This sort of humorous exchange of jabs is rare today. People are too ready to take offense, and to leap to the heights of umbrage, over the tiniest matters. Indeed, they find offense in the use of common words and idioms whose meanings have been pellucid for centuries.

     The reason for it, except in the most immature members of our species, is political: an attempt to employ collectivist guilt-tripping to score a political victory. Idioms that use “black” to denote ominousness or evil are interpreted as an affront against Negroes. Idioms that use “manly” to characterize various traditional virtues are interpreted as an affront against women. And God help the man who dares to call the behavior of some prancing poof of a homosexual “faggoty,” or who calls a heavily bearded “transwoman” garbed in a T-shirt, jeans, and workboots “he” before the creature has announced “her” “identification.”

     It does not matter that women, Negroes, homosexuals, et cetera enjoy extensive legal protections today, usually at the expense of men, Caucasians, heterosexuals, and other groups. It does not matter that the overwhelming majority of Americans go to great lengths to accommodate them in every imaginable context, including many from which they were once barred not by law but by general disdain for their proclivities. It does not matter than many of the accommodations made for previously “oppressed” groups have cost Americans their God-given right to freedom of association. What matters to the practitioners of “lose your shit to win the game” is winning the game – the political game, in which compelling normal persons to live and work in fear — to self-censor for fear of what might come out of their mouths if they fail to carefully screen each word against the dictates of “political correctness” — is the prize to be won.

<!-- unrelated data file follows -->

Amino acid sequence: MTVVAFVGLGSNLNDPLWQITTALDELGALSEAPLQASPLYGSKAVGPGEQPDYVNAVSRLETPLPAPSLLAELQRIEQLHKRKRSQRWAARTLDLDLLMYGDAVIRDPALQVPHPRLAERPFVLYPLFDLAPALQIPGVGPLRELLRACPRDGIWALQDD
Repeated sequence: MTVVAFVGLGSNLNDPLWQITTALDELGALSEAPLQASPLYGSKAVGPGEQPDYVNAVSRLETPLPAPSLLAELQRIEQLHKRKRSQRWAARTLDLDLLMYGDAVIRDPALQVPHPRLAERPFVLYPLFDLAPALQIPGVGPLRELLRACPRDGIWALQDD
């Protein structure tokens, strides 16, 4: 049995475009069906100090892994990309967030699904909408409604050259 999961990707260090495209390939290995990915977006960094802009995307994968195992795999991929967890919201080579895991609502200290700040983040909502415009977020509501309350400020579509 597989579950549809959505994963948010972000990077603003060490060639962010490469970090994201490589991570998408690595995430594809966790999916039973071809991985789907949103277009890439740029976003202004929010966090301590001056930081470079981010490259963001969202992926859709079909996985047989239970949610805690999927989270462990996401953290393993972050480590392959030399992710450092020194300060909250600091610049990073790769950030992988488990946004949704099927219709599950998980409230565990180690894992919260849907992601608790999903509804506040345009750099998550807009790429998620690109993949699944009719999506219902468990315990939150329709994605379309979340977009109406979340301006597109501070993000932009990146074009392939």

So widespread is this phenomenon that governments and giant corporations have bowed to it. One’s only safety against losing one’s livelihood, one’s social acceptability, and even one’s family, is not to care about any of it.

     I’m in a rather fortunate position. I owe no one anything, need no one’s approval to live as I do, and care nothing for the opinions of the perpetually “offended.” Thus I can say what I please – and I do. But I feel deeply for those who fear to express themselves in comfort, or who feel compelled to suppress their own, sincerely held opinions and convictions, owing to the pervasiveness of the “lose your shit to win the game” tactic. It doesn’t take a lot of the perpetually offended to create a climate of fear. The activist groups behind them are capable of making disproportionate amounts of noise and trouble for any selected target...if we persist in caring about the kerfuffles they whip up.

     It’s time to stop caring, and to react to their deliberately cultivated emotional incontinence the way Americans of an earlier time would have done:

“Put on your big-girl panties, whiner.”

     Though there are near-term risks, it’s the only long-term avenue for a return to a livable social order...if you want one, that is.